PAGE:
Amen, brother!

But if working is more your thing than idling, Longform recently tweeted a link to George Orwell's wonderful essay, "Why I Write."

It's probably something I should be reading on a daily basis, incorporating into my morning routine (you know, somewhere between swearing at the alarm clock and trying to silence the part of my brain that knows exactly how much paid time off I have, whispering, "Come on, man, you deserve a 'mental health day').

All writers are vain, selfish, and lazy, and at the very bottom of their motives there lies a mystery. Writing a book is a horrible, exhausting struggle, like a long bout of some painful illness. One would never undertake such a thing if one were not driven on by some demon whom one can neither resist nor understand. For all one knows that demon is simply the same instinct that makes a baby squall for attention. And yet it is also true that one can write nothing readable unless one constantly struggles to efface one's own personality. Good prose is like a windowpane. I cannot say with certainty which of my motives are the strongest, but I know which of them deserve to be followed. And looking back through my work, I see that it is invariably where I lacked a political purpose that I wrote lifeless books and was betrayed into purple passages, sentences without meaning, decorative adjectives and humbug generally.

Lunch Break Reads: Is Hello Kitty A Cat Or What?!, Liars, Canada's Nifty Russia/Not Russia Map, Shorter Men Are Rad, Literary Classics, and "The Parable of the Unjust Judge" by Lars Garvey Laing-Peterson

DEVELOPING STORY: The Huffington Post reported last night that Hello Kitty is not, as many believed, a cat, but is a British girl (or something, I really don't know), and the internet all but fell apart. Then Sanrio stepped in to correct the situation, saying that Hello Kitty was not a human girl, but not necessarily specifying whether she was indeed a cat. Now, Sanrio says that "Hello Kitty was done in the motif of a cat. It's going too far to say that Hello Kitty is not a cat. Hello Kitty is a personification of a cat."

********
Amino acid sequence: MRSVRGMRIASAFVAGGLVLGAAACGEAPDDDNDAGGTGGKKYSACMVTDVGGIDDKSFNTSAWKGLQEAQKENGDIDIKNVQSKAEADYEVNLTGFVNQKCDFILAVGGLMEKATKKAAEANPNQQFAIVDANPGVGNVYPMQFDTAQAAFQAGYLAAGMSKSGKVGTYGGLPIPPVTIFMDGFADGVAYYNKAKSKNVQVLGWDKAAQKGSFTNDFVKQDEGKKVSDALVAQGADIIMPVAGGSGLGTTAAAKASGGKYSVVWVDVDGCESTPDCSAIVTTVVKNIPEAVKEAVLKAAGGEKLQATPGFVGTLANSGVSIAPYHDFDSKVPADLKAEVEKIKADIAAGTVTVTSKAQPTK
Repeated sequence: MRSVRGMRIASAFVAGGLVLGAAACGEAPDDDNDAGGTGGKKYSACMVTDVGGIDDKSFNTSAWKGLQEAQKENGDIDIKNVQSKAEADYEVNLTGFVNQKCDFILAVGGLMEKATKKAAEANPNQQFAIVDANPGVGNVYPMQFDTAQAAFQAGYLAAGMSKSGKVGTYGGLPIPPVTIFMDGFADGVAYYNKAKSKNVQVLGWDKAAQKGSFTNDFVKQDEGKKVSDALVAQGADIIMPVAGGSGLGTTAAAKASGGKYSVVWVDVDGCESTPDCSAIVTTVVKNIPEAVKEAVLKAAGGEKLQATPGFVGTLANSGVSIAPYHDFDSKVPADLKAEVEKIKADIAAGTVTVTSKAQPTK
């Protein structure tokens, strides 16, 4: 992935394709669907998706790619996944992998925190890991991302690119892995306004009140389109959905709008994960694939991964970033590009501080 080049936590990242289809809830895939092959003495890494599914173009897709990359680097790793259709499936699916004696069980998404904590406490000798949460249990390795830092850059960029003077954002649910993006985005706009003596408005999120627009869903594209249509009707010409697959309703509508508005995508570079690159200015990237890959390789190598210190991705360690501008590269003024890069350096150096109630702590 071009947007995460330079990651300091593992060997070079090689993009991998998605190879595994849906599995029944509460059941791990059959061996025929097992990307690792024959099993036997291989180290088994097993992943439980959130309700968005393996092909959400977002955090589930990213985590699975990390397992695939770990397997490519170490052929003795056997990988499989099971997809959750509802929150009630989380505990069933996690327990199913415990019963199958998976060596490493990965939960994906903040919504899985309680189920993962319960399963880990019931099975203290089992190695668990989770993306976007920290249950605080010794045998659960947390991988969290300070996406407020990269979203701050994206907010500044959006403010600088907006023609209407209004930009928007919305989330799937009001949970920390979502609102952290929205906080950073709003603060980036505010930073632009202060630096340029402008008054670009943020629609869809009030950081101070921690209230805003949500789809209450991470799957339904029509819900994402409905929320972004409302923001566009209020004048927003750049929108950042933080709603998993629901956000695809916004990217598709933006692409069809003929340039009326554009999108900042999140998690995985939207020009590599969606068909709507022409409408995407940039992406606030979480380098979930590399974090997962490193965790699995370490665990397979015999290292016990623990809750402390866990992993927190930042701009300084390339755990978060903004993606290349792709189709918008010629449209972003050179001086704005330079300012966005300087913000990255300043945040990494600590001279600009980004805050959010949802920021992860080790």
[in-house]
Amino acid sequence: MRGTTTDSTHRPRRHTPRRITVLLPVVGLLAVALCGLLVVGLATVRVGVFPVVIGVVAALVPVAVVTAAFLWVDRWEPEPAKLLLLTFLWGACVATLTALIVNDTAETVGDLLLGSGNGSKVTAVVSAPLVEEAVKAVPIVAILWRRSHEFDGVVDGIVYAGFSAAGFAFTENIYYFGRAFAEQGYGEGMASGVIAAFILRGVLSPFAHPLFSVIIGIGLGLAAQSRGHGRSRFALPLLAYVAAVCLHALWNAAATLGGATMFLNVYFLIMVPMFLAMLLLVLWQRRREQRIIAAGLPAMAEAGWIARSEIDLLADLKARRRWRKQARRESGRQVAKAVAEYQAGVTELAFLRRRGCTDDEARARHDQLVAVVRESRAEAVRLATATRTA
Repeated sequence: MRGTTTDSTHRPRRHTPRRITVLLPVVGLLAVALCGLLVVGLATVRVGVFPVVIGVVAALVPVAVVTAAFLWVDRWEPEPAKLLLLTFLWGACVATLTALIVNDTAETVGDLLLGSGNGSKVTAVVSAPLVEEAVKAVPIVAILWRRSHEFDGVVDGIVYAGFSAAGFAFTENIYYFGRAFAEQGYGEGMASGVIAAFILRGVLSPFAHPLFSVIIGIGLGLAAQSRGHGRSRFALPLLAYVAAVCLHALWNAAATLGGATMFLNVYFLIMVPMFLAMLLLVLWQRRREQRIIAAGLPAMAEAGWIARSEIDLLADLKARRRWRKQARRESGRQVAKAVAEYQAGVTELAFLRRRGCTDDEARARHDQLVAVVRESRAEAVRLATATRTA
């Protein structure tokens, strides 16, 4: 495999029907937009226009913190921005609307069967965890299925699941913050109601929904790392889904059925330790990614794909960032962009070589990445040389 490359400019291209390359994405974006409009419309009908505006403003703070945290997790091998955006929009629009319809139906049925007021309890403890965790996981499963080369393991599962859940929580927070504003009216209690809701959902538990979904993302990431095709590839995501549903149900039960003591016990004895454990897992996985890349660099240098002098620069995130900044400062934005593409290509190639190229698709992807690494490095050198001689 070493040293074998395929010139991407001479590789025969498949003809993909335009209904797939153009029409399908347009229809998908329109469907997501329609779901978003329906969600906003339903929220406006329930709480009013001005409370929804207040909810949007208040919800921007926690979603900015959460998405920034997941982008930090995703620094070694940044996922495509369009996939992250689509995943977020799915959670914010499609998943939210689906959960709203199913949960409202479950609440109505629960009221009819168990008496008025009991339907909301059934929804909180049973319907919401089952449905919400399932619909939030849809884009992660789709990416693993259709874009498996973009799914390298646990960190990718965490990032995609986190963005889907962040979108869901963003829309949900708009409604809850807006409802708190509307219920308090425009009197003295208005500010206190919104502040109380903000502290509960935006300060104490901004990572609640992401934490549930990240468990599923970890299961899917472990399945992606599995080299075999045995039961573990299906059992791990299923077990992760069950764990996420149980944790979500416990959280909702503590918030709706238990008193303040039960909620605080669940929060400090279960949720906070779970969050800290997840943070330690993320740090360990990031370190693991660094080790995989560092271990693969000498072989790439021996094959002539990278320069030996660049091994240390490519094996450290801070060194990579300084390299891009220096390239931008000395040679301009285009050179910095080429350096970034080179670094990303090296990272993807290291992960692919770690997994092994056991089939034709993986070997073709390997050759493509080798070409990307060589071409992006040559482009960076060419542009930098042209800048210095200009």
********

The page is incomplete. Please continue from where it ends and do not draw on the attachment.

"A personification of a cat"? Really, with a story this important, we're engaging in cat semantics?! Are you guys hitting the catnip over there at Sanrio headquarters?!

Maybe some mysteries were never meant to be solved.

Why must you lie, liars?!

This has been a bad week for Lunch Break Reads—two people I publicly praised have had their stories fall to pieces. First, Jesse, the young homeless man Miley Cyrus sent to collect her VMA award and to speak to America about youth homelessness, has holes poked in his claim about being homeless, namely that his family says he can come home any time he wants, but he chooses not to. And now Josh Shaw, who I called a "total badass" after stories came out that he destroyed his ankles jumping from a balcony to save his drowning nephew, has said that his heroic story is a fabrication

Just when I was learning to trust again!

Full story at The Wire.

Canada has decided to step in to help Russian troops not "accidentally" cross the border into Ukraine with the aid of this tweet and nifty map (which has been shared almost 18,000 times at the time of writing this). And if you thought this might annoy Russia a little bit, note that the Crimean peninsula, which was annexed by Russia earlier this year, is included in the "Not Russia" part of the map.

Full story at The Telegraph.

New Republic is reporting that shorter men make better boyfriends and husbands! Take that, all you tall jerks! Some of us never quite made it to 5'8", and we're going to make women happy in ways you never could... by doing an hour more of housework each week. (What, really?! Is that legally binding?) 

But anyways, we also are likely to earn more and aren't as likely to up and divorce our ladies. So, like, suck it, you lanky jerks! But, you know, before you do, can you help me get that thing off the top shelf?